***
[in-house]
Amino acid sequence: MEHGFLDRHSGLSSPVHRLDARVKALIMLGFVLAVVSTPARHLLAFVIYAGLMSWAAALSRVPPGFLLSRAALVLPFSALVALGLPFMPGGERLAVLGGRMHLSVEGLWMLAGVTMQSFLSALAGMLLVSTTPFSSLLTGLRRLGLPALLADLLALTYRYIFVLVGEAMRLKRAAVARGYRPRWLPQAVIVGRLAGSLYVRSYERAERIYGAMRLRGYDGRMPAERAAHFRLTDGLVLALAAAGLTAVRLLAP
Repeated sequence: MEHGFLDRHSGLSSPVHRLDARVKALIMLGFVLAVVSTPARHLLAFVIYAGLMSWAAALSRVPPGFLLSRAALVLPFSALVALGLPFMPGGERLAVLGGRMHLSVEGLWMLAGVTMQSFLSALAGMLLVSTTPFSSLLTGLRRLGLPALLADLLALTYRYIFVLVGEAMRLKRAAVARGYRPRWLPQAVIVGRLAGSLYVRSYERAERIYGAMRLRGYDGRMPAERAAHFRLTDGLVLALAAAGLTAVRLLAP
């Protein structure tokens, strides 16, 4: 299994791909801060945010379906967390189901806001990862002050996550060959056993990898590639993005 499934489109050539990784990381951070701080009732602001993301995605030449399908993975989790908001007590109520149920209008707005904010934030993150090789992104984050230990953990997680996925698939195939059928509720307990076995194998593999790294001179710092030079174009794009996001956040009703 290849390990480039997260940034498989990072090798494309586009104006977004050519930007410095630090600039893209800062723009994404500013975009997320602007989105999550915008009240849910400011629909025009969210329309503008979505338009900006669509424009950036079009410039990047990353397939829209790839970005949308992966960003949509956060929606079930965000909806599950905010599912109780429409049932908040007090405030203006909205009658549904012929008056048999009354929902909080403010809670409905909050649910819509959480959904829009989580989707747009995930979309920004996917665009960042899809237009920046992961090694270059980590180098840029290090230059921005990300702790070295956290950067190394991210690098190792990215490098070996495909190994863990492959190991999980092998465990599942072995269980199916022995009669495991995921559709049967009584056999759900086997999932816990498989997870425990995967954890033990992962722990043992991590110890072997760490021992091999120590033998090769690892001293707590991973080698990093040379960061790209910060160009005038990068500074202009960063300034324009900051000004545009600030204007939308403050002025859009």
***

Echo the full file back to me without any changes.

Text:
[in-house]
Amino acid sequence: MEHGFLDRHSGLSSPVHRLDARVKALIMLGFVLAVVSTPARHLLAFVIYAGLMSWAAALSRVPPGFLLSRAALVLPFSALVALGLPFMPGGERLAVLGGRMHLSVEGLWMLAGVTMQSFLSALAGMLLVSTTPFSSLLTGLRRLGLPALLADLLALTYRYIFVLVGEAMRLKRAAVARGYRPRWLPQAVIVGRLAGSLYVRSYERAERIYGAMRLRGYDGRMPAERAAHFRLTDGLVLALAAAGLTAVRLLAP
Repeated sequence: MEHGFLDRHSGLSSPVHRLDARVKALIMLGFVLAVVSTPARHLLAFVIYAGLMSWAAALSRVPPGFLLSRAALVLPFSALVALGLPFMPGGERLAVLGGRMHLSVEGLWMLAGVTMQSFLSALAGMLLVSTTPFSSLLTGLRRLGLPALLADLLALTYRYIFVLVGEAMRLKRAAVARGYRPRWLPQAVIVGRLAGSLYVRSYERAERIYGAMRLRGYDGRMPAERAAHFRLTDGLVLALAAAGLTAVRLLAP
């Protein structure tokens, strides 16, 4: 299994791909801060945010379906967390189901806001990862002050996550060959056993990898590639993005 499934489109050539990784990381951070701080009732602001993301995605030449399908993975989790908001007590109520149920209008707005904010934030993150090789992104984050230990953990997680996925698939195939059928509720307990076995194998593999790294001179710092030079174009794009996001956040009703 290849390990480039997260940034498989990072090798494309586009104006977004050519930007410095630090600039893209800062723009994404500013975009997320602007989105999550915008009240849910400011629909025009969210329309503008979505338009900006669509424009950036079009410039990047990353397939829209790839970005949308992966960003949509956060929606079930965000909806599950905010599912109780429409049932908040007090405030203006909205009658549904012929008056048999009354929902909080403010809670409905909050649910819509959480959904829009989580989707747009995930979309920004996917665009960042899809237009920046992961090694270059980590180098840029290090230059921005990300702790070295956290950067190394991210690098190792990215490098070996495909190994863990492959190991999980092998465990599942072995269980199916022995009669495991995921559709049967009584056999759900086997999932816990498989997870425990995967954890033990992962722990043992991590110890072997760490021992091999120590033998090769690892001293707590991973080698990093040379960061790209910060160009005038990068500074202009960063300034324009900051000004545009600030204007939308403050002025859009």